Not available in 2020/21
GV4B6 Half Unit
Kant's Political Philosophy
This information is for the 2020/21 session.
Prof Katrin Flikschuh
This course is available on the MSc in Political Theory. This course is available with permission as an outside option to students on other programmes where regulations permit.
Optional for MSc Political Theory; open to others as an outside option on request.
This course is capped at 2 groups.
The deadline for applications is 17:00 on Tuesday 29 September 2020. You will be informed of the outcome by 17:00 on Wednesday 30 September 2020.
None, though an appetite for abstract philosophical thought will be an advantage (however, no previous experience is required).
An introduction to and critical appraisal of Immanuel Kant's political philosophy. Despite the enormous influence which Kant's moral philosophy has exerted on debates in contemporary liberal thinking, his political philosophy has until recently been largely ignored. This is beginning to change: Kant's political philosophy is beginning to be studied in its own right. Such study shows that his political thinking diverges in many of its central aspects from contemporary liberal thinking: the impact of Kant's thought upon the latter must, therefore, be re-assessed. Through close reading and analysis of the primary texts, this course introduces students to Kant's distinctive approach to political thinking. Core texts will include selected passages from the Doctrine of Right (Part 1 of the Metaphysics of Morals); Kant's celebrated essay, 'On Perpetual Peace'; and his less well known, but no less important essay 'On the Common Saying: "This may be true in theory, but does it work in Practice".' The analytic and substantive focus will be on three interrelated themes: Kant's idea of freedom as an idea of reason; his account and justification of individual property rights and related conception of state authority; and his cosmopolitan conception of justice. Although the analytic and philosophical focus will be on Kant's own political thinking, we shall compare and contrast Kant's position with contemporary Kantian liberalism wherever appropriate.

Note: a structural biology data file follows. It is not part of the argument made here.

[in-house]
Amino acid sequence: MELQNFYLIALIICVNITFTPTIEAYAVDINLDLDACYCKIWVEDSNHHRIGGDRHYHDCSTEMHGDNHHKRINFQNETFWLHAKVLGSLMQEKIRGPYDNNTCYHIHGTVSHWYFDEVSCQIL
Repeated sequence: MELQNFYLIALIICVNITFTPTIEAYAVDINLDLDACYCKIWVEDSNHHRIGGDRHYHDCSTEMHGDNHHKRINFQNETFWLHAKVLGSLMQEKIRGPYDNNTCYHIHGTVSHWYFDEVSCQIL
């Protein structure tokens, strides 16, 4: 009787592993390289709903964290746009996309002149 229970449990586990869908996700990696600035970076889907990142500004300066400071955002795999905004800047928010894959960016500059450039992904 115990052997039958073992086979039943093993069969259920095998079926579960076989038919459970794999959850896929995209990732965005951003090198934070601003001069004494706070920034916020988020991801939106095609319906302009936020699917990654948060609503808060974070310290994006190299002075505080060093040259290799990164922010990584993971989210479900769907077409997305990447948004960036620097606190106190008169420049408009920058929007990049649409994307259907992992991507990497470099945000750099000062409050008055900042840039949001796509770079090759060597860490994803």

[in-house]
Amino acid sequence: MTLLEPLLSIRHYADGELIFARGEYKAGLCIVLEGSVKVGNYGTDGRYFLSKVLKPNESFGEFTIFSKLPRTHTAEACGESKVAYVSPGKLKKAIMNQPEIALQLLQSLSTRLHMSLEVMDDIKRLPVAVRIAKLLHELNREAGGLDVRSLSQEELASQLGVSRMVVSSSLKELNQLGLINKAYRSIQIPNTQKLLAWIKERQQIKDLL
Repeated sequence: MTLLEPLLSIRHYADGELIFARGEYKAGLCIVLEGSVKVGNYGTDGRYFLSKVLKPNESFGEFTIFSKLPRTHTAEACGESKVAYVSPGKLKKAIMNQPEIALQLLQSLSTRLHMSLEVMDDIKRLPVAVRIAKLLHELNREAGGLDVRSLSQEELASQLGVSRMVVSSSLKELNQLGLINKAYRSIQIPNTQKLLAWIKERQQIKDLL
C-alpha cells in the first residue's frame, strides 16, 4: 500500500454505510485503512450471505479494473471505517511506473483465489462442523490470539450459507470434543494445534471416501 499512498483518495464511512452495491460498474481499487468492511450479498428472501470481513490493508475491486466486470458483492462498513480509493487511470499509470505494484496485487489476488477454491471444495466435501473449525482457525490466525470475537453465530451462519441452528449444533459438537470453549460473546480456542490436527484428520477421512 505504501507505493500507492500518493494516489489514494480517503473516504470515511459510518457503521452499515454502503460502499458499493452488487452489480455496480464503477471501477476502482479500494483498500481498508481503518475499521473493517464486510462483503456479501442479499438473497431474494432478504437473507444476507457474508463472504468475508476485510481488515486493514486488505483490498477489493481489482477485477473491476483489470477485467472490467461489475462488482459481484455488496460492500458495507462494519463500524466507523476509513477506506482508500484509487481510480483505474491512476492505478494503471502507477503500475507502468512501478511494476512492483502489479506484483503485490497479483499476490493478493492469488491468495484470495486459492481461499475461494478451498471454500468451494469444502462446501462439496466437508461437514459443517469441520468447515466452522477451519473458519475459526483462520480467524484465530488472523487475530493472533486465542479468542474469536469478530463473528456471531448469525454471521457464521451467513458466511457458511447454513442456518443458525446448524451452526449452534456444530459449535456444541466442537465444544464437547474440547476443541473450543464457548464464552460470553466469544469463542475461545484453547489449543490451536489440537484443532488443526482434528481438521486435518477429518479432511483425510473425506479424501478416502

20 hours of seminars in the LT.
There will be a reading week in week 6 of the LT for private study and formative/summative assessment preparation.
Students are expected to come well prepared and take an active role in seminar discussion. Students are expected to write one formative essay (of up to 2500 words). These will be marked and commented on, but do not count towards formal assessment for this course.
Kant, The Metaphysics of Morals, Part 1; Kant, Groundwork of the Metaphysics of Morals; M Timmons (ed.), Kant's Metaphysical of Morals. Interpretative Essays; Katrin Flikschuh; Arthur Ripstein, Force and Freedom. Kant's Legal and Political Philosophy; Onora O'Neill, Towards Justice and Virtue; Onora O'Neill, Constructions of Reason; Pauline Kleingeld, Kant and Cosmopolitanism; Stephen Darwall, The Second-Person Standpoint.
Essay (100%, 5000 words).
Important information in response to COVID-19
Please note that during 2020/21 academic year some variation to teaching and learning activities may be required to respond to changes in public health advice and/or to account for the situation of students in attendance on campus and those studying online during the early part of the academic year. For assessment, this may involve changes to mode of delivery and/or the format or weighting of assessments. Changes will only be made if required and students will be notified about any changes to teaching or assessment plans at the earliest opportunity.
Total students 2019/20: 20
Average class size 2019/20: 9
Controlled access 2019/20: Yes
Value: Half Unit
Personal development skills
- Problem solving
- Specialist skills